George Clooney’s Pig Dies
As we all know, George Clooney’s pig, Max, really did die this time (there were reports, two years ago, that he died). Now, I like Clooney as much as anyone, mostly because he is willing to take a stand politically and artistically. Oh, and because he’s really handsome and doesn’t come across as smarmy.
But his gifts span far greater than sartorial splendor and impeccable coiffing. His most impressive gift is his super-human ability to dissociate and compartmentalize. In every interview I’ve read or seen with him, when the interviewer raises the topic of Max, Clooney makes some kind of bacon joke. Either he says he fed Max bacon, or he threatens him with turning him into bacon, or at the very least, he says he still eats bacon. He seems to find it ridiculous that after spending over a dozen years living with Max, one might think he had developed a new perspective regarding eating pigs.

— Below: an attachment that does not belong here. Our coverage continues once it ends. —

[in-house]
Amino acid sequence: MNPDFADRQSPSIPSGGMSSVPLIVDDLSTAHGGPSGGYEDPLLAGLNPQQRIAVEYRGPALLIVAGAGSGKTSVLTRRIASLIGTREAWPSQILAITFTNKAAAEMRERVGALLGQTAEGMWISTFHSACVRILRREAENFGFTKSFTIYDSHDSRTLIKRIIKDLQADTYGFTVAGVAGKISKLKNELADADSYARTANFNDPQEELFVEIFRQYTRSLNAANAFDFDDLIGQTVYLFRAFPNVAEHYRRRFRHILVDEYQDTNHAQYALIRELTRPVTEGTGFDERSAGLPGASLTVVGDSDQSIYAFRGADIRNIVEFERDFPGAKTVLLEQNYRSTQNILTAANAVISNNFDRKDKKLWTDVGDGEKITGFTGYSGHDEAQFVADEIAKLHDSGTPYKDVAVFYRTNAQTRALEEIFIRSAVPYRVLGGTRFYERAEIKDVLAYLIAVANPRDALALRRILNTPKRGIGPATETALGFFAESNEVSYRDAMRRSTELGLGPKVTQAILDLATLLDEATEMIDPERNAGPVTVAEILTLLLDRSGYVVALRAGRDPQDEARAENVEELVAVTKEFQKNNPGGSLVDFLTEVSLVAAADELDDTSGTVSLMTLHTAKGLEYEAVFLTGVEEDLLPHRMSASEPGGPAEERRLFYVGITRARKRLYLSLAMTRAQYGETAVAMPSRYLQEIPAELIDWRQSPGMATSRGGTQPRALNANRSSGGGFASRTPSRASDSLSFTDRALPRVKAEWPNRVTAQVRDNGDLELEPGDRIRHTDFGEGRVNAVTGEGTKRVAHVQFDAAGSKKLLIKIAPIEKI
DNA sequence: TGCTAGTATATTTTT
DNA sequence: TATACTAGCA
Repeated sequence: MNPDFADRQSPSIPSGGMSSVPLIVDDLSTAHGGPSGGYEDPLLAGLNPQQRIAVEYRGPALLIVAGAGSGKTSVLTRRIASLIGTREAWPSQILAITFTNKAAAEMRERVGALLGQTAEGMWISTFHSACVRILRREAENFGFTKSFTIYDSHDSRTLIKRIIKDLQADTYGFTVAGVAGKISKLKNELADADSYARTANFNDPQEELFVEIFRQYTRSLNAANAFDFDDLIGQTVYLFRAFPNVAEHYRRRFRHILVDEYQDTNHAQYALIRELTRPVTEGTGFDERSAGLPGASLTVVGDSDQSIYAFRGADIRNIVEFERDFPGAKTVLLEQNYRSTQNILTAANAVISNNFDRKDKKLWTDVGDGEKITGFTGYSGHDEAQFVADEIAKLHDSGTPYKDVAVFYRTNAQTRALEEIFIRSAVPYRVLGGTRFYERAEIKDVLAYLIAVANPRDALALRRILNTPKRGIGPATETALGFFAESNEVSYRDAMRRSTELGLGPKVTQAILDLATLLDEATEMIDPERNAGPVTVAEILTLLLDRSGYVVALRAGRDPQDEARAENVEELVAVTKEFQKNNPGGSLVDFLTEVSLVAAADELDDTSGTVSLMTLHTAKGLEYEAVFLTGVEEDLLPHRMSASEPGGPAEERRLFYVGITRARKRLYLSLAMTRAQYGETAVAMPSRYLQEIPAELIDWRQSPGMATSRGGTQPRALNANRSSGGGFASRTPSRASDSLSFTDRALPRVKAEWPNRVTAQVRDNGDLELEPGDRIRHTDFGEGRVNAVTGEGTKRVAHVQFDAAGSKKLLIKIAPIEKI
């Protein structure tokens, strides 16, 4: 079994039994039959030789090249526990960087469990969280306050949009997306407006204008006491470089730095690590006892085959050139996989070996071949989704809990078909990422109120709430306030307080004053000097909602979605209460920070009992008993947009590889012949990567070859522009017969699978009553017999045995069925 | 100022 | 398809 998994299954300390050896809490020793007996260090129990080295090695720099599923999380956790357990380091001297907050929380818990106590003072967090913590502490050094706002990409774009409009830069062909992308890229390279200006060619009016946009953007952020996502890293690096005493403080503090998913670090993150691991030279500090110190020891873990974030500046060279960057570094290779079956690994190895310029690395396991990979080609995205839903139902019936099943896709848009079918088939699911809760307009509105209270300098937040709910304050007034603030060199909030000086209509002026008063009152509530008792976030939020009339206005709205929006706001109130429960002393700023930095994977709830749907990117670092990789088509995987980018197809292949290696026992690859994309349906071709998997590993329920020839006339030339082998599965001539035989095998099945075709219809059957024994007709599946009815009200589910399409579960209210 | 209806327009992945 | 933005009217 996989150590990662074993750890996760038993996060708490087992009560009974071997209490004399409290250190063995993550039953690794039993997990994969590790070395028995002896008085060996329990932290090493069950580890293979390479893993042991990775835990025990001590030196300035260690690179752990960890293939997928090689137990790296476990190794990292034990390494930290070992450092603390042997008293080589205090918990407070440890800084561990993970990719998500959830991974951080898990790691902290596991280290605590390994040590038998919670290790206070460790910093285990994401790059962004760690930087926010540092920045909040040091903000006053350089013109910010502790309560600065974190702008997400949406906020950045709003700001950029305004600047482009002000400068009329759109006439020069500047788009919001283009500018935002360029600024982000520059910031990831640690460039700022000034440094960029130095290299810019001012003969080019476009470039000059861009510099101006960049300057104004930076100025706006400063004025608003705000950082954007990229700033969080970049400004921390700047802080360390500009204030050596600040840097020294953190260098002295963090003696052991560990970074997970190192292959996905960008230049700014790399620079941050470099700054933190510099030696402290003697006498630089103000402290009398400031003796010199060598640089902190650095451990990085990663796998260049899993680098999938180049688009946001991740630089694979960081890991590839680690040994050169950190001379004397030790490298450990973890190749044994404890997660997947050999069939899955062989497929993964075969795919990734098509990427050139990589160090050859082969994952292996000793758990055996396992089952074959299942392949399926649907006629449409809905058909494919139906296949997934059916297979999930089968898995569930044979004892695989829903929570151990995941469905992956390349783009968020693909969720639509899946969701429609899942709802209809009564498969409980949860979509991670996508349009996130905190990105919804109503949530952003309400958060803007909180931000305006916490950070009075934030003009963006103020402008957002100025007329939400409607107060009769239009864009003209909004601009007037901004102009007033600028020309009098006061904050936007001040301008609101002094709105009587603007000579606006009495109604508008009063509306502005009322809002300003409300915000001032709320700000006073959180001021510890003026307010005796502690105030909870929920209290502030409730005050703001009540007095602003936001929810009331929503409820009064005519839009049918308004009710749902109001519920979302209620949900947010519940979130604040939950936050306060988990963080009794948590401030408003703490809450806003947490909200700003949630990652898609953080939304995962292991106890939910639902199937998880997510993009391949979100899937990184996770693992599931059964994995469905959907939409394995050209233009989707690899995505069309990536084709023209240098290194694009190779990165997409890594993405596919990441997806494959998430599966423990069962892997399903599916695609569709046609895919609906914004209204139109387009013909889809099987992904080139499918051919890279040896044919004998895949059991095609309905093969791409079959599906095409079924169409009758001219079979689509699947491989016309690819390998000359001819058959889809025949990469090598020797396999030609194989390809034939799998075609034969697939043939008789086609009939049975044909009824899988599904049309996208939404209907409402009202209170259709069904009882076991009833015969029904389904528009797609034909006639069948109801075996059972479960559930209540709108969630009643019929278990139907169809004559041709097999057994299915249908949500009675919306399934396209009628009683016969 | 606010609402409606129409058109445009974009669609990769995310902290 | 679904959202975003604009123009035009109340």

My mother spent two weeks living next to a farm in Scotland and saw cows everyday, and since returning she hasn’t had a bite of beef. Not that a movie star should be as evolved as my therapist and part-time Buddhist mother, but 18 years living with a pig and he still eats them? Doesn’t that take an enormous amount of brain power to rationalize?
This is yet another example, for me, of one of my biggest faults: I have unreasonable expectations.
I expect that if you have integrity in one area of your life, and/or you stick up for one kind of voiceless population (say, children), that that urge might spill over into other parts of your life. I expect, unfortunately, that people will be consistent in their beliefs. And each time my expectations are decimated, I’m reminded that . . .
When you have expectations, you set yourself up for disappointment. When you have no expectations, you set yourself up to be pleasantly surprised. I’ve gotta set myself up for more pleasant surprises.